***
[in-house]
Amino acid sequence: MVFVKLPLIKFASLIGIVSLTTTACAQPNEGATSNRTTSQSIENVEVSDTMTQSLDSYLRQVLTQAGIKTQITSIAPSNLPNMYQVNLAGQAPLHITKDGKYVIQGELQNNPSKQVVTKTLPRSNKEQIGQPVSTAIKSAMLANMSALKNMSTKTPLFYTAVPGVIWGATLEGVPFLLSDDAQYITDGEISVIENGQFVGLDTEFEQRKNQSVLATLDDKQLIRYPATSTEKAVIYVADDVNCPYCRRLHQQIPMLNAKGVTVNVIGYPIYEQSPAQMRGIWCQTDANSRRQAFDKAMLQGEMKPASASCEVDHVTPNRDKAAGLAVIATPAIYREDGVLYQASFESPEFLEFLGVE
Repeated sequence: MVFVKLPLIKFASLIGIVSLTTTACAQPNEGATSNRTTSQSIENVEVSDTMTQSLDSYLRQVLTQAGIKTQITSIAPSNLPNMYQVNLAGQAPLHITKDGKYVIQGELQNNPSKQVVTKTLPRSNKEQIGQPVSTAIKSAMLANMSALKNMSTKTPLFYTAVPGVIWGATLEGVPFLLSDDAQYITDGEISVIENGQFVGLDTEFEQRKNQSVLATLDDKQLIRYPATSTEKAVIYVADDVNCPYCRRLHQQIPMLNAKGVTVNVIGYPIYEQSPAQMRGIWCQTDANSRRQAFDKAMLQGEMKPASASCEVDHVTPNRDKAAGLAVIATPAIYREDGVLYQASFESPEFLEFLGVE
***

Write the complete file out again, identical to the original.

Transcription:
[in-house]
Amino acid sequence: MVFVKLPLIKFASLIGIVSLTTTACAQPNEGATSNRTTSQSIENVEVSDTMTQSLDSYLRQVLTQAGIKTQITSIAPSNLPNMYQVNLAGQAPLHITKDGKYVIQGELQNNPSKQVVTKTLPRSNKEQIGQPVSTAIKSAMLANMSALKNMSTKTPLFYTAVPGVIWGATLEGVPFLLSDDAQYITDGEISVIENGQFVGLDTEFEQRKNQSVLATLDDKQLIRYPATSTEKAVIYVADDVNCPYCRRLHQQIPMLNAKGVTVNVIGYPIYEQSPAQMRGIWCQTDANSRRQAFDKAMLQGEMKPASASCEVDHVTPNRDKAAGLAVIATPAIYREDGVLYQASFESPEFLEFLGVE
Repeated sequence: MVFVKLPLIKFASLIGIVSLTTTACAQPNEGATSNRTTSQSIENVEVSDTMTQSLDSYLRQVLTQAGIKTQITSIAPSNLPNMYQVNLAGQAPLHITKDGKYVIQGELQNNPSKQVVTKTLPRSNKEQIGQPVSTAIKSAMLANMSALKNMSTKTPLFYTAVPGVIWGATLEGVPFLLSDDAQYITDGEISVIENGQFVGLDTEFEQRKNQSVLATLDDKQLIRYPATSTEKAVIYVADDVNCPYCRRLHQQIPMLNAKGVTVNVIGYPIYEQSPAQMRGIWCQTDANSRRQAFDKAMLQGEMKPASASCEVDHVTPNRDKAAGLAVIATPAIYREDGVLYQASFESPEFLEFLGVE